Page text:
In May 1986 Richard founded the Movement International des Musiques Innovatrices (MIMI), a spring festival that takes place each year in the south of France "dedicated to showcasing new and unknown musique actuelle acts from [...] around the world.[7] MIMI is seen as a "spring companion" to the annual Victoriaville festival in Canada, and has featured such acts as After Dinner from Japan and André Duchesne's Les 4 Guitaristes de l'Apocalypso-Bar from Quebec.[8] In 1989 Richard formed his own band, Ferdinand et les Philosophes, a trio of Richard, guitarist Alain Rocher and drummer Dominique Lentin.[7] Les Philosophes performed at the 9th Victoriaville festival in October 1991,[14] and went on to record two albums. Richard also collaborated with English experimental guitarist Fred Frith from the English avant-rock group Henry Cow in 1989, as Fred & Ferd, to record Dropera (1991), a "twisted rock opera".[15]

Selected discography[edit]

Bands and collaborations[edit]

Etron Fou Leloublan
  • Batelages (1977, LP, Gratte-Ciel, France)
  • Les Trois Fous Perdégagnent (Au Pays Des...) (1978, LP, Tapioca, France)
  • En Public aux Etats-Unis d'Amérique (1979, LP, Celluloid Records, France)
  • Les Poumons Gonflés (1982, LP, Turbo, France)
  • Les Sillons de la Terre (1984, LP, Le Chant du Monde, France)
  • Face Aux Éléments Déchaînés (1985, LP, RecRec Music, Switzerland)
  • 43 Songs (1991, 3xCD box set, Baillemont) – compilation
  • À Prague (live) (2010, CD, Gazul)
Gestalt et Jive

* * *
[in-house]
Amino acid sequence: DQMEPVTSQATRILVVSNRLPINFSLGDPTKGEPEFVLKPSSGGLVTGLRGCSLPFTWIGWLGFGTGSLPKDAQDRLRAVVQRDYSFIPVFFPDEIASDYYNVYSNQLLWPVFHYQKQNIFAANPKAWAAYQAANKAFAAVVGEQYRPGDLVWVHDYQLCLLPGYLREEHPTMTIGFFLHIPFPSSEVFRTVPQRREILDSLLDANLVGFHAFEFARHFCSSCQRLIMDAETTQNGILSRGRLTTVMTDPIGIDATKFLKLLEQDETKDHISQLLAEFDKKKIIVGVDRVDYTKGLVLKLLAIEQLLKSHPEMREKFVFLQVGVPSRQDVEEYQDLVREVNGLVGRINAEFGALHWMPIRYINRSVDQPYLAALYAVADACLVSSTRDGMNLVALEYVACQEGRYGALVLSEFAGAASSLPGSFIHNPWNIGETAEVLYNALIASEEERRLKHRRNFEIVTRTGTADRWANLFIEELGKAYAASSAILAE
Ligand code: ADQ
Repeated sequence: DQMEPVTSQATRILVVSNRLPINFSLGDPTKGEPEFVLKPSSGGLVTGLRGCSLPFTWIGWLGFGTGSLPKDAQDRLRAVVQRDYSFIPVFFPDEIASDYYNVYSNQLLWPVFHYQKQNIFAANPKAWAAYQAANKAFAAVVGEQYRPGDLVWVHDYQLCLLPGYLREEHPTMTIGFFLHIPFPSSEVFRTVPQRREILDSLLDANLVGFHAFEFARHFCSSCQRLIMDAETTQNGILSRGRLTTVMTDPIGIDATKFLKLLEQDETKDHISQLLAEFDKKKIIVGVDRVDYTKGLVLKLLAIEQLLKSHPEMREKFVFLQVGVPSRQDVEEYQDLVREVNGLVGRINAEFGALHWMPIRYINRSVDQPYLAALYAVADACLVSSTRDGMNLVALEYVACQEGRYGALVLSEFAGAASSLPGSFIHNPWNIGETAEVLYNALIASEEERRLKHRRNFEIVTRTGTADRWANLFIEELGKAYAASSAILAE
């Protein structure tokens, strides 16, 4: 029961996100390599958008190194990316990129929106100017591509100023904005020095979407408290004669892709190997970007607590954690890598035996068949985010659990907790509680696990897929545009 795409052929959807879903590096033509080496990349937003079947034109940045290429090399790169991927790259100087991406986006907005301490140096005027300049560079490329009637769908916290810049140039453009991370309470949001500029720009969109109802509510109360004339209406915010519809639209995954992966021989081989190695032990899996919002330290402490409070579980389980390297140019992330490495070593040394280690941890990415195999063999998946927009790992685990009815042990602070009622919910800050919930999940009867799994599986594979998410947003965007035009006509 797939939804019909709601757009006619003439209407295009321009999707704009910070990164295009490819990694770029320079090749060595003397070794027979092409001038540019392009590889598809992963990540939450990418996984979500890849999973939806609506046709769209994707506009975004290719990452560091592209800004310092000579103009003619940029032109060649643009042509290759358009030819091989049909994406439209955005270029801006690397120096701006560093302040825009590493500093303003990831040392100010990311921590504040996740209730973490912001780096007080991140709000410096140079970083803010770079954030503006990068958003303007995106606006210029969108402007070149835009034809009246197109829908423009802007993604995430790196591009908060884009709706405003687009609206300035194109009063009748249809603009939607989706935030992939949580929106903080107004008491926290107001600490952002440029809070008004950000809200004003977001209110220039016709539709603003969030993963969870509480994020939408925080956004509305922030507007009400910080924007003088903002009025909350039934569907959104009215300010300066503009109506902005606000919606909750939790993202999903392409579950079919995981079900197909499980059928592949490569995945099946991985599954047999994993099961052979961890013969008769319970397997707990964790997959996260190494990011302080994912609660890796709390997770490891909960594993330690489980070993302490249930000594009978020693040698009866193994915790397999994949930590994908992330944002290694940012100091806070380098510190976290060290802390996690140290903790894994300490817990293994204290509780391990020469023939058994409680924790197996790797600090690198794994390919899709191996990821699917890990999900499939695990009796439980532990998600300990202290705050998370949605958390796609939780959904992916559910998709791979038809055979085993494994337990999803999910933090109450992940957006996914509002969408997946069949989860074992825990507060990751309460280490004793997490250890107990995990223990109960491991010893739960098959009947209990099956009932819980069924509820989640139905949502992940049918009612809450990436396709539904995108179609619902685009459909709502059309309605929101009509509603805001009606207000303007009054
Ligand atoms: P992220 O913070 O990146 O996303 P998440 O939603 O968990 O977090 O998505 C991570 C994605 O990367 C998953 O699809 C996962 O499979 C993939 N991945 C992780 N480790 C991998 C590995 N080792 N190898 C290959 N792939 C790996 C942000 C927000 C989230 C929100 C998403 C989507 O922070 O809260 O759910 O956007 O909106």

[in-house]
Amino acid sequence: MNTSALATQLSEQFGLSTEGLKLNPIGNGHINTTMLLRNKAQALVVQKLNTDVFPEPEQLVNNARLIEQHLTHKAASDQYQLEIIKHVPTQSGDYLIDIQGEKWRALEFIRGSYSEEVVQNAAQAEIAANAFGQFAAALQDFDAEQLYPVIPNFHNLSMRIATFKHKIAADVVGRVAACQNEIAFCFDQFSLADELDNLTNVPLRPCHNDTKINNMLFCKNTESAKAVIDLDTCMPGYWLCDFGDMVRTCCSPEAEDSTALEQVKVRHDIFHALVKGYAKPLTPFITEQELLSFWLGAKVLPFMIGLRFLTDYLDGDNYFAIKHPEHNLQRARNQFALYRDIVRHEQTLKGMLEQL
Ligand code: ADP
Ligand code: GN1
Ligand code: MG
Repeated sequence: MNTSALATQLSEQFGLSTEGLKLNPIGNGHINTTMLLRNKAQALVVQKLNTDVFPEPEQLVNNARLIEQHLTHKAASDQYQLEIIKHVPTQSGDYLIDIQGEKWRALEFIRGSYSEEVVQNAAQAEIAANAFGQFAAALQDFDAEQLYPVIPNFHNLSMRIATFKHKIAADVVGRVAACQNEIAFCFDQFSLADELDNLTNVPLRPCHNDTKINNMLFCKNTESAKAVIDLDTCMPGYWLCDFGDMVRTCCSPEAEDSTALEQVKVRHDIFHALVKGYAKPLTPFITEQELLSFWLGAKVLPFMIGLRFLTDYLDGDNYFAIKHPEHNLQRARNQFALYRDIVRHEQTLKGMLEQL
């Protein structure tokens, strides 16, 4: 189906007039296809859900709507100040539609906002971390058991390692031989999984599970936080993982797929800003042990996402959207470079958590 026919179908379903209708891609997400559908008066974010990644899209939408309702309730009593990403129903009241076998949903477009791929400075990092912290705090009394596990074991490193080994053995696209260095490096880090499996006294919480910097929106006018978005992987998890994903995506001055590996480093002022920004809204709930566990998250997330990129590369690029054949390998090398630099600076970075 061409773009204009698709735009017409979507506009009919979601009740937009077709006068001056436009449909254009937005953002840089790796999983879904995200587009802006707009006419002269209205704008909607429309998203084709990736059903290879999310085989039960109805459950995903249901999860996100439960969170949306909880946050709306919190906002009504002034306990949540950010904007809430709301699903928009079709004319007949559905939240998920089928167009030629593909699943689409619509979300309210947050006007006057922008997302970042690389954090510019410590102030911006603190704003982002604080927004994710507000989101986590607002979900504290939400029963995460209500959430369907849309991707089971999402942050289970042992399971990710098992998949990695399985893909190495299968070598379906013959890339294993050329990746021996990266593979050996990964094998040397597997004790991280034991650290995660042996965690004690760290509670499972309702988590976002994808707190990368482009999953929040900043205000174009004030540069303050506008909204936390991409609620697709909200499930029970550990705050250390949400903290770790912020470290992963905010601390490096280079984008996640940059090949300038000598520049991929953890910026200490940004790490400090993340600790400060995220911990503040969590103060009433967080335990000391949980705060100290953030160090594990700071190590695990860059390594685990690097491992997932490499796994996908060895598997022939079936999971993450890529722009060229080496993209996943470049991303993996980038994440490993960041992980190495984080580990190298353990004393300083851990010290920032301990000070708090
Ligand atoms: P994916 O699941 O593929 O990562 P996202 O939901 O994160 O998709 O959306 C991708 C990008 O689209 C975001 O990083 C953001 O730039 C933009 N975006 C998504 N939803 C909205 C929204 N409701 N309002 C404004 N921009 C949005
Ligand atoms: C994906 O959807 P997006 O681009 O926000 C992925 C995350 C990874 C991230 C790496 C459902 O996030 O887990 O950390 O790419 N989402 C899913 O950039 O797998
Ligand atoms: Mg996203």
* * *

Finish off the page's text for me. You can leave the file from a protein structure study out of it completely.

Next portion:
• Nouvelle Cuisine (1985, LP, Moers Music, Germany)
  • Gestalt et Jive Trio (1986, 2xLP, Creative Works Records, Germany)
Bruniferd
  • Bruniferd (1986, LP, RecRec Music, Switzerland)
  • Un Putch Kitch (1991, CD, SMI, France)
  • Pas Sages, Secrets (1997, CD, ST, France)
Les 4 Guitaristes de l'Apocalypso-Bar
Fred & Ferd (Fred Frith and Ferdinand Richard)
  • Dropera (1991, LP, RecRec Music, Switzerland)
Ferdinand et les Philosophes
  • ... Enclume (1991, LP, RecRec Music, Switzerland)
  • Ensableur de Portugaises (1994, CD, RecRec Music, Switzerland

Solo[edit]

  • En Forme!! (1981, LP, Celluloid Records, France)
  • En Avant (1983, LP, RecRec Music, Switzerland)

See also[edit]

References[edit]

  • Jones, Andrew (1995). "Ferdinand Richard". In Jones, Andrew. Plunderphonics, 'pataphysics & pop mechanics: an introduction to musique actuelle. SAF Publishing Ltd. pp. 41–49. ISBN 0-946719-15-2. 
  1. ^ a b c d e Jones 1995, p.43.
  2. ^ a b c d e f "Ferdinand Richard". Music Club: Mensile di Musica e concerti live (in Italian). Retrieved 2009-08-31. 
  3. ^ Trafton, Fred. "Etron Fou Leloublan". New Gibraltar Encyclopedia of Progressive Rock. Retrieved 2009-08-31. 
  4. ^ a b c "Etron Fou Leloublan, Batelages". Cult Cargo. Archived from the original on 2007-09-02. Retrieved 2007-10-22. 
  5. ^ Ankeny, Jason. "Etron Fou Leloublan". Allmusic. Retrieved 2009-08-31. 
  6. ^ Jones 1995, p.44.
  7. ^ a b c d Jones 1995, p.42.
  8. ^ a b c Jones 1995, p.47.
  9. ^ Warburton, Dan. "Orkhêstra Releases". Paris Transatlantic Magazine. Retrieved 2009-08-31. 
  10. ^ Ramond, Michel; Roussel, Patrice; Vuilleumier, Stephane. "Discography of Tom Cora". New York Downtown Scene and Other Miscellaneous Discographies. Retrieved 2009-08-31. 
  11. ^ Jones 1995, p.45.
  12. ^ a b Jones 1995, p.46.
  13. ^ "6th Festival international de musique actuelle de Victoriaville". International Festival Musique Actuelle Victoriaville. Retrieved 2012-03-09. 
  14. ^ "9th Festival international de musique actuelle de Victoriaville". International Festival Musique Actuelle Victoriaville. Retrieved 2012-03-09. 
  15. ^ Dropera liner notes.

External links[edit]